Conference Coverage

New heart failure trial data presage guideline revisions


 

EXPERT ANALYSIS FROM AHA 2019

Bringing SGLT2 inhibitors into heart failure management

Dr. Yancy also cited recently reported data from another landmark trial, DAPA-HF (Dapagliflozin and Prevention of Adverse Outcomes in Heart Failure), as an impetus for both another immediate change to the guideline and for a potential second change pending a report of confirmatory evidence that may arrive in 2020.

The DAPA-HF results showed that the sodium-glucose cotransporter 2 (SGLT2) inhibitor dapagliflozin (Farxiga) was just as effective for preventing all-cause death and heart failure hospitalizations and urgent visits in patients without type 2 diabetes as it is in patients with type 2 diabetes (N Engl J Med. 2019 Nov 21;381[21]:1995-2008), a remarkable finding for an agent that came onto the U.S. market as a diabetes drug specifically aimed at reducing levels of glycosylated hemoglobin.

Dr. Yancy proposed an immediate guideline change to acknowledge the proven protection against incident heart failure that treatment with a SGLT2 inhibitor gives patients with type 2 diabetes. There is now “a strong opportunity to use an SGLT2 inhibitor in patients with type 2 diabetes to reduce the incidence of heart failure,” he said.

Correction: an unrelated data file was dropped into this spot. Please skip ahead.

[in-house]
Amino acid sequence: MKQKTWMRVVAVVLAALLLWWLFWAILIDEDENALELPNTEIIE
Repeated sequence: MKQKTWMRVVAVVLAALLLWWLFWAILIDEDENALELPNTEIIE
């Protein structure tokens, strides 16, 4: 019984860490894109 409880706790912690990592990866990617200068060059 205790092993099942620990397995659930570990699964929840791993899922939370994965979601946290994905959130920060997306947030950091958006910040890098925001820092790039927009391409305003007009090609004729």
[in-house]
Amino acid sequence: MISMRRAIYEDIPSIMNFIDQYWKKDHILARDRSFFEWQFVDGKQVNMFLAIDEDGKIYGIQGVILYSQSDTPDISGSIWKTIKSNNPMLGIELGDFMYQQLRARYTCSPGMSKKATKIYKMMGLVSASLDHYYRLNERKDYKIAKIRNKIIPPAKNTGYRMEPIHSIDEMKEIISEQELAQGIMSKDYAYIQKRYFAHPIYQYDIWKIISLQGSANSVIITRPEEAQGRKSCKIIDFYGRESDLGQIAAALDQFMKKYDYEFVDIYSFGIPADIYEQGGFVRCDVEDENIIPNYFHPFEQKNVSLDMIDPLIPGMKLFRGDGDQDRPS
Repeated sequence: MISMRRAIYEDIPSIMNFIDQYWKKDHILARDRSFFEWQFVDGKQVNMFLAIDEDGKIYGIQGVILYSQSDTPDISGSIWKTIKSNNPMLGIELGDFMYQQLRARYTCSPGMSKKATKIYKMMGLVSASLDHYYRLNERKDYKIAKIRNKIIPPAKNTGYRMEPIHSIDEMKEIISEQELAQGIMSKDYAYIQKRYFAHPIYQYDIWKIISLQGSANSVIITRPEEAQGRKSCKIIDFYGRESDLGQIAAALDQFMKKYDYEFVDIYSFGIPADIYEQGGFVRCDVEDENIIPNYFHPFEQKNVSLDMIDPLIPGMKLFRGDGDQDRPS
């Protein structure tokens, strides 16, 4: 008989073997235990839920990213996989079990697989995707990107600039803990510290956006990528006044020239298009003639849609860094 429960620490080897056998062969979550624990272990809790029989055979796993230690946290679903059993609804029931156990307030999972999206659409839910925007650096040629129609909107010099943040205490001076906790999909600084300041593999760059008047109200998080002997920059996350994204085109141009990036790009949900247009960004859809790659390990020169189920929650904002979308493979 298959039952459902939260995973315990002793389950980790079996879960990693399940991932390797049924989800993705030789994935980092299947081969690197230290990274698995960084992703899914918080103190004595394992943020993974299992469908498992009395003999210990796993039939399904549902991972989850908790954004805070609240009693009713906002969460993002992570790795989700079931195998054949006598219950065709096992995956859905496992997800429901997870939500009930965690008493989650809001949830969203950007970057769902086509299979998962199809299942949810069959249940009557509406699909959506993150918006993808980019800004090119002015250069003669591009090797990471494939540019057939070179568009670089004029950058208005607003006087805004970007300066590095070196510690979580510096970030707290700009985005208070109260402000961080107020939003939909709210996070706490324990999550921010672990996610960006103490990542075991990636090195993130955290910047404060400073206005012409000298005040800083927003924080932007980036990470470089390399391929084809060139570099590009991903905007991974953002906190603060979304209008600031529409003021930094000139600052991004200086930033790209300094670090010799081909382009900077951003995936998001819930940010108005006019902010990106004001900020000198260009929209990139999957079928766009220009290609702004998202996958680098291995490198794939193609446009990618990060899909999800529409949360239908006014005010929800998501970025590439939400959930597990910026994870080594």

And he added that, if results from EMPEROR REDUCED (Empagliflozin Outcome Trial in Patients With Chronic Heart Failure With Reduced Ejection Fraction), studying the SGLT2 inhibitor empagliflozin (Jardiance) in HFrEF patients with and without type 2 diabetes, can confirm the efficacy of a second drug from this class in preventing heart failure events in patients with HFrEF but without diabetes, then the time will have arrived for another guideline change to establish the SGLT2 inhibitors as a new “foundational” drug for the management of all HFrEF patients, regardless of their level of glycemic control. The SGLT2 inhibitors are a particularly attractive additional drug because they are taken once daily orally with no need for dosage adjustment, so far they have shown excellent safety in patients without diabetes with no episodes of hypoglycemia or ketoacidosis, and they have even shown evidence for heart failure benefit in patients older than 75 years, Dr. Yancy noted.

Dr. Yancy had no relevant disclosures.

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